FIG. 6 illustrates the leading 106 bits of an exact function value f(x) **60** having an exponent **61**, one implicit representable bit **62** (generally referred to as a “hidden bit”), 52 explicit representable bits **63**, one rounding bit **64** and 52 guard bits **65**. FIG. 6 also shows a suitable value of D **66**, which has a binary 1 only in the bit position **67** indicated where D is a very small number as previously discussed. The smallness of D is relative to the size of f(x).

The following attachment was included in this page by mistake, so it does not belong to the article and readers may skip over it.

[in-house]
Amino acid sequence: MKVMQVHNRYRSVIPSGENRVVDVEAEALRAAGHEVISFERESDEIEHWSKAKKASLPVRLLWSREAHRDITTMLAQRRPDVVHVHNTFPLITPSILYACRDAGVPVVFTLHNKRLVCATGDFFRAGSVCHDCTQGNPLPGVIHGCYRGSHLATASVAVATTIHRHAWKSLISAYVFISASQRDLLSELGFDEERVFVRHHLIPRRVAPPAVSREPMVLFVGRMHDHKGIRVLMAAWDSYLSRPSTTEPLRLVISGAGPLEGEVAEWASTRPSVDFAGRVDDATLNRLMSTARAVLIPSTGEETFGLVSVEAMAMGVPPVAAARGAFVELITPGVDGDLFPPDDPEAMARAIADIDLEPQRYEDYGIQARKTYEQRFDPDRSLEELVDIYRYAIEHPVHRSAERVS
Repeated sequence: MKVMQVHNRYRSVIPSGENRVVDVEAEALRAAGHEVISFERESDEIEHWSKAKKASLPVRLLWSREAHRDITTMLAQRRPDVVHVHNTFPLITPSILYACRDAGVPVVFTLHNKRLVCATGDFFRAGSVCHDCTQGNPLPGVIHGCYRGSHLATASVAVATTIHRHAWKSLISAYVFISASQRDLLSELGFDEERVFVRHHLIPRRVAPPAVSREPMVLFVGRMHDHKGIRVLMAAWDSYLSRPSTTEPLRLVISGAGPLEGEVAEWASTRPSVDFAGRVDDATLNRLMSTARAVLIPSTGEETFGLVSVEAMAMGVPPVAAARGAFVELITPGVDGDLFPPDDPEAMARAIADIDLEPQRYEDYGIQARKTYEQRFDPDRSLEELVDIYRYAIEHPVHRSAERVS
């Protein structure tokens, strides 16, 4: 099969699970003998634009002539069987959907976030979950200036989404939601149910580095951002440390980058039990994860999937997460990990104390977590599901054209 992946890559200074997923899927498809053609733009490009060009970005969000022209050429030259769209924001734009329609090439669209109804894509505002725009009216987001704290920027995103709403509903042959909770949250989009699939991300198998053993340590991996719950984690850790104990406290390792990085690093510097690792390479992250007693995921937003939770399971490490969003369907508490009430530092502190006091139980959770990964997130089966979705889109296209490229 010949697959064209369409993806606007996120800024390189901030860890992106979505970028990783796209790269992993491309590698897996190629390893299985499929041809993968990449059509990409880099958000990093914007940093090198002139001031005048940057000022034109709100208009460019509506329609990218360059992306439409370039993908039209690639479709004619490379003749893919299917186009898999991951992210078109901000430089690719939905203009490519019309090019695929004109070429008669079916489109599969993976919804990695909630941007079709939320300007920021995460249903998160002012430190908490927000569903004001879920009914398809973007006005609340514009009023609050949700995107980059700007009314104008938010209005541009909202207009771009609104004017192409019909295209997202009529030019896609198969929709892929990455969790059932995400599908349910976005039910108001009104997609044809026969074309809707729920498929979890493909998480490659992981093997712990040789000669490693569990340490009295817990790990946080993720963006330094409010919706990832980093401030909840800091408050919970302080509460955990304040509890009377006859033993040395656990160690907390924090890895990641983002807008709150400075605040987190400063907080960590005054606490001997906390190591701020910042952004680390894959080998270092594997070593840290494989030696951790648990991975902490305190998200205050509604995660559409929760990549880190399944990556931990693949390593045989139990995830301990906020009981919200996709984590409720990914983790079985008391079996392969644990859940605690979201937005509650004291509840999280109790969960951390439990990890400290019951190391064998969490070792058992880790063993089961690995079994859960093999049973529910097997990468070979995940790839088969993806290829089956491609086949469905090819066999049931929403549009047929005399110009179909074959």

FIGS. 7-9 together present a high-level description of a method for constructing evaluators for a double precision function f(x) of double precision arguments x which will give correctly rounded function values for all arguments x. FIG. 7 shows an analysis method which can be performed once for each function f(x) whereby after such performance is complete, many different floating point unit (FPU) or software designs may reuse the same information gathered from FIG. 7 so that these different designs can be created to properly round double precision function values for the various functions f(x). The entry step **70** of FIG. 7 starts analysis for a particular function f(x). In step **71**, the entire domain of f(x) which is representable as double precision numbers is broken up into a number of analysis domains (as shown in FIG. **8**). As an example, consider the function f(x)=ln(x). First, special double-precision values are removed from consideration. If x is a Not-a-Number (NaN), −infinity, a negative number, or zero, then x is not in the domain of ln(x). An evaluator can recognize these x values easily and perform a standard exception action so that these “special x values” are removed from domain processing in step **71** of FIG. **7**. The case x=1 is known to be the only finite representable argument for which ln(x) is exactly representable and the case x=∞ is the only infinite argument for which ln(x) is exactly representable, and again an evaluator can recognize these cases easily and perform an action leading to the exact result. All remaining x values are numeric and represent positive numbers. Similar analysis can be performed for all of the standard transcendental functions other than ln(x) so that domain formation is optimized to improve the time it takes to determine the set of hard-to-round x values for any function f(x).